Some of my most important lessons were from making mistakes. Some experiences scared the heck out of me, while others were just a gentle reminder of what I should try to do the next time. My education outside of the classroom helped me become independent and confident in myself, so much so I ended up going 18 hours away from everything I knew for school because I knew I could handle it. If I never took those chances as a kid, or wasn’t allowed to make those mistakes, I wouldn’t have been brave enough to spread my wings.

Learning from others and the environment around you will prepare you for the world. Education in the classroom isn’t useless – that isn’t what I’m saying. Too much of one thing isn’t good and finding a balance between classroom education and world education is a great way to make sure kids become well rounded adults.

This of course is just my opinion. I’d love to hear what you think of this quote? Do you agree or disagree with this point? Let me know in the comments down below and until next time – toodles!! (^.^)

When In Time Would You Stop Understanding English?

This week for some reason seems to have a lot of videos that peak my interest… which doesn’t happen very often. With that said, I want to share with you a video about the English Language.

Some of you know that my education back is a BA in English and BEd, so when I find interesting videos that teach the history of the English Language I usually archive them for future use. With the research I’ve done and the love I have for medieval literature my understanding would stop around the 1500’s because after this time period we get more into Latin based English… which in no way would I begin to try and comprehend that…

I love English and its complexity but I also love the history behind the language. This video touches upon both these topics and handles explaining the changes incredibly well. If you are an English teacher or someone passionate about the English language this is a video you should watch:

Wonderful Word Wednesday: Stalwart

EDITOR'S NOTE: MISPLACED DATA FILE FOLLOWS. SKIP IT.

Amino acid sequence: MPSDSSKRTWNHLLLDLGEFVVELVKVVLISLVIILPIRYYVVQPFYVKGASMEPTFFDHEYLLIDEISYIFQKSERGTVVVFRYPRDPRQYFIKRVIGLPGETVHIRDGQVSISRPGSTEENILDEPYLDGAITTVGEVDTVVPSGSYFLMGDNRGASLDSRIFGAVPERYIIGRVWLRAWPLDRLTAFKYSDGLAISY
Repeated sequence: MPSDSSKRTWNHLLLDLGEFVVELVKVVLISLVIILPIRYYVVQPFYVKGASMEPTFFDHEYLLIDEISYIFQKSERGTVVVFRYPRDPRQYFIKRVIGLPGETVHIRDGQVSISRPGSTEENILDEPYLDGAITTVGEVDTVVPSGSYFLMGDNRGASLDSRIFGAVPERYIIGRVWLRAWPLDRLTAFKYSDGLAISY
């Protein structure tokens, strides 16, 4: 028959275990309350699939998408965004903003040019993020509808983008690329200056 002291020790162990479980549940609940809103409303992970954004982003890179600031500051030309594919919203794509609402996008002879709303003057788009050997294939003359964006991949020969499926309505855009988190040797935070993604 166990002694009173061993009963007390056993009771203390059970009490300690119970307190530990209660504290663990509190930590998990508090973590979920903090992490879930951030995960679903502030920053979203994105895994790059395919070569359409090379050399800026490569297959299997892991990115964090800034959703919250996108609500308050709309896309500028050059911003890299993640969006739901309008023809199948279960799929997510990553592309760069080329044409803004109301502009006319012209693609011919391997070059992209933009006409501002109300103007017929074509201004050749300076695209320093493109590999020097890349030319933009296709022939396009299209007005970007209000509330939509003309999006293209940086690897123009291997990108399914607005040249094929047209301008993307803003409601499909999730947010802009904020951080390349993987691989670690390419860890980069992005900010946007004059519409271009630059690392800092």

When I hear the word stalwart, the first thing that comes to mind is a stall – as in stopping something – and wart – smooth growths of skin normally found on a witch’s nose. Together stalwart makes me think it means stalling the growth of a wart… but in no way is that the actual meaning.

Stalwart actually means: a loyal, reliable, and hardworking supporter or participant in an organization or team (Thanks Google).

That’s why I had to share this word today on WWW because of how two words meaning completely different things can be put together to make a word that means something completely different. This is why I love the English language. XD

Stalwart used in a sentence:

The band was surrounded by their stalwart fans.


The farmer carried a sack of potatoes on his stalwart shoulders.

Old Word Friday: Throttlebottom


Firstly, no, I did not make that word up.

Secondly, yes, it is actually a real word that has a real meaning.

Throttlebottom is a name given to a dishonest public official.

The word became popular around the 1930s after a character (Adam Throttlebottom) from the play Of Thee I Sing.


People say that Mayor Quimby of Springfield is a real throttlebottom.


His actions regarding the murder showed use he was a throttlebottom.

Old Word Friday: Chasmophile


Here’s a fun word that I didn’t have until I came across it the other day trying to explain the habit one of my character’s have. They are a young child that loves to hid in the tightest spaces possible. They love nooks and crannies, sometimes getting stuck where they need my main character or one of their parents to get them out.

People like this character is easily described as a chasmophile, which literally means what I put above. Sure it isn’t one of those fun words to say, but when I believe there is a word for everything I’m right.

An example of this would be:

Druce – a troublesome boy as he was – loved hiding in the tight nooks within the castle. Sometimes hours would pass and no one would know where he was hiding until a servant or possibly his mother would hear him calling out for help. No one knew why he had such a fascination for small, tight, awkward spaces, but Liora knew one thing. The boy was a chasmophile, that’s for sure.

Wondrous Word Sunday: Woebegone


Since people have enjoyed my old word friday posts so much, I thought I’d start something new. On Sunday I will try and post a word I like, or believe we should use more of in writing because of how beautiful is sounds.

I consider myself a word collectors in the fact that words can be used to express emotion, transport a person to another world, convience someone of your ideas, and even motivate people to do the right/ wrong thing. Knowing words and knowing how to use them can be a greater weapon than any sword.

So, without further delay I’ll give you the first Wondrous Word Sunday.


This word is means to be sorrowful, downcast, sad or miserable in appearance.

For Example:

Beth has always had a woebegone look across her face.


My parents made it clear through their woebegone expressions that I had done something wrong.